PARKROYAL on Pickering and Gardens by the Bay are further examples of venues that are pioneering environmentally-friendly practices and technologies. Underlying the concept of Gardens by the Bay are the principles of environmental sustainability. Much effort was made to plan and design for sustainable cycles in energy and water throughout Bay South Garden. PARKROYAL on Pickering is an iconic green structure, with a hotel-in-a-garden design concept, with 15,000 square metres of lofty four-storey tall sky-gardens, reflecting pools, waterfalls, planter terraces and cascading vertical greenery, which constitutes more than 200% of the total land area.
Asia’s greenest city
Renowned for its clean and green environment, Singapore was named Asia’s greenest city in 2016. The nation’s water strategy alone is enough to make almost every urban community around the world take note. Despite having scarce water resources, the government recognised that secure and reliable access to water would be integral to growth and economic vitality.
The government’s efforts to provide clean water in a robust and diversified way is known as the “Four National Taps.” Today, up to 40% of Singapore’s water demand is met by NEWater, a process of purifying treated used water using advanced membrane technologies and UV disinfection. PUB, Singapore’s national water agency, plans for NEWater and desalinated water to meet up to 85% of Singapore’s water demand by 2060.
Under the Active, Beautiful, Clean Waters programme, Singapore’s waterbodies are also being transformed into naturalised rivers and lakes for recreational activities and to help conserve local biodiversity. The destination has a thriving green canopy as well – it scores best on the Green View Index developed by MIT which measures the number of trees in different cities. Housing and business developments often include atriums, lushly landscaped walkways, green walls, and sky trellises. Buildings are designed from the ground up to maximise energy efficiency and reduce waste.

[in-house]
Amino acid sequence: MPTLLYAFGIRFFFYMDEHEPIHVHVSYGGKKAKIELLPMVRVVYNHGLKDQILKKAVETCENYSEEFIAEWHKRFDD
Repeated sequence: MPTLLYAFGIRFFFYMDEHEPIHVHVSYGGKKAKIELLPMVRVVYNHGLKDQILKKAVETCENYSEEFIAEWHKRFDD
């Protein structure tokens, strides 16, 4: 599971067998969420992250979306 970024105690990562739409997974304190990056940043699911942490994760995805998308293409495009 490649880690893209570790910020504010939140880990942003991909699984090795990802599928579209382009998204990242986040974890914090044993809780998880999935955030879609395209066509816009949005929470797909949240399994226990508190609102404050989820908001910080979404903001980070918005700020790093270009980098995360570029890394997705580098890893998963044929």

Singapore is also home to some of the world’s most cutting-edge innovations in the food sector, with sustainable food production in particular a core focus for the government. Scarcity of arable land has led local innovators to pursue urban agriculture – with farmers using high-tech and high-yield methods to overcome the limitations of traditional farming practices.
Vertical and indoor farming have taken flight in Singapore, with local companies embracing space constraints as opportunities to build their businesses. For example, Upgrown Farming Company provides cost-effective indoor farming solutions that maximise space and productivity, and minimise reliance on natural resources, while Artisan Green uses hydroponics technology in controlled, indoor environments to grow food items right in the heart of Singapore.
Singapore’s Ministry of Trade and Industry established the Agri-Food Innovation Park as a pilot cluster to spur innovation in the agri-tech ecosystem. This climate of innovation has also helped food start-ups push the boundaries of technology to imagine new possibilities for agriculture and food production. Examples include Shiok Meats, a cell-based clean meat company with a mission to bring delicious, clean and healthy seafood and meats harvested from cells instead of animals, and Alchemy Foodtech, which is focused on providing food options for diabetes prevention and better disease management.